Faithful Living: Appreciate life and its moments

  • Saturday, May 26, 2007 2:00pm
  • Life

Oliver, best known as “Mr. O,” is an orange tabby with a droopy, wobbly tummy. We adopted him several years ago as a young adult and I am thankful he is a member of our household. I value his life and enjoy him. I like the way he enters a room and in an instant turns on a deep, manly purr that signals to us there is utter contentment in his kitty world. I like the way he crooks his tail and races around the bed in circles when I straighten the top comforter or walks across the countertop each morning when I brush my teeth. My husband likes the way Mr. O manages to meet him each day at the top of the stairs for a scratch and some manly conversation.

Sometimes Mr. O gets in my way and interrupts my efforts, but he makes me laugh and regularly reminds me there is always enough time to stop, offer some love, and show him undivided attention.

I especially like the way he draws me into his world when connecting with me serves his needs. Like the time I watched him repeatedly dip a paw into the top of the fish bowl as if he had decided to embark in some private fishing. When I hurried over to shoo him away and save our elderly gold fish, I realized he never intended to consume Rainbow. The water level was simply too low in his private watering hole for easy lapping.

Being the obedient owner that I am, I added water and he drank to his heart’s content.

As much as I adore this cat, he is not the prince of the house. Mr. O is simply a cat. On the other hand, he is pretty special to us. We give him free reign of the house and he mingles with family members at will. Some of his personality has developed in response to our familial habits and I believe that some of those distinctively feline behaviors of his offer life lessons, if only I will take the time and quiet my spirit long enough to notice.

I came to these conclusions around 2:30 one morning this week when Mr. O decided that my side of the bed was the best place to settle in for the night. Not only did he seem to enjoy the cool feel of the bedding, but one of my pillows was the one and only place acceptable enough to sleep for the night.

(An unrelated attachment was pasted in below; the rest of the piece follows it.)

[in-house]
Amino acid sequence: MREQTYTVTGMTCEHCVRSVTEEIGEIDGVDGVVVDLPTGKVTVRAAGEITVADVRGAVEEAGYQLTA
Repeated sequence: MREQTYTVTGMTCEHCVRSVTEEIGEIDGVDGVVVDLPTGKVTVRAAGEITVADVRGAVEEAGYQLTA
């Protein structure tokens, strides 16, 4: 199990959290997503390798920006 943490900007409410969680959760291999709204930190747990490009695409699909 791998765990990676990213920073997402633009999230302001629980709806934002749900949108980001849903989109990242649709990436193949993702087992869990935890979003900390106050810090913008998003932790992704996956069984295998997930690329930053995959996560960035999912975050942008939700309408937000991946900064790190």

I did not notice him at first, for he is a smart one. He conducted his first sortie in the dead of night. He hoped I might not notice. But it was the droplets of drool falling onto my neck and the massaging of kitty paws —both proof that I had one happy cat — that blasted me away from my own blessed sleep and into the world of life lessons, there in the dark.

I did what any logical cat owner would do: I dropped him gently onto the carpet, pulled the covers around my neck, and closed my eyes. But Mr. O had a plan. He started from the foot of the bed and gingerly stepped toward my head. If I moved he would stop, hunker down, and give the impression he accepted his new spot with grace. But the minute I quieted he continued his creeping. No amount of deflecting arms, words, or rolling over would deter him. Off the bed I’d send him and back on it he would hop. It was my pillow, up close and personal, or bust.

Such amazing determination, there in the dark.

In fact, his relentless pursuit of my pillow reminded me of what I have come to understand about God: He is our great pursuer. We may push him away at times. We may not want him too close. We may long to sleep instead of interacting with him, but he is undeterred. In his desire to be close to us he promises that we need not be burdened by an expectation of perfection. But we rarely believe him. We surround ourselves with hurtful attitudes, apathy, and laziness in an effort to push him away. We decide we and God are not compatible.

Still God draws near to us and speaks his message through modern life and people and Bible passages: I created you in response to the love I have for you. I long for a daily, close relationship with you. Come just as you are.

Mr. O and I figured it out. He found a spot on my pillow and I found the space I needed to sleep. It’s a story of relentless pursuit and eventual compatibility. It’s a story God hopes we will tell when describing our relationship with him —often and with enthusiasm.

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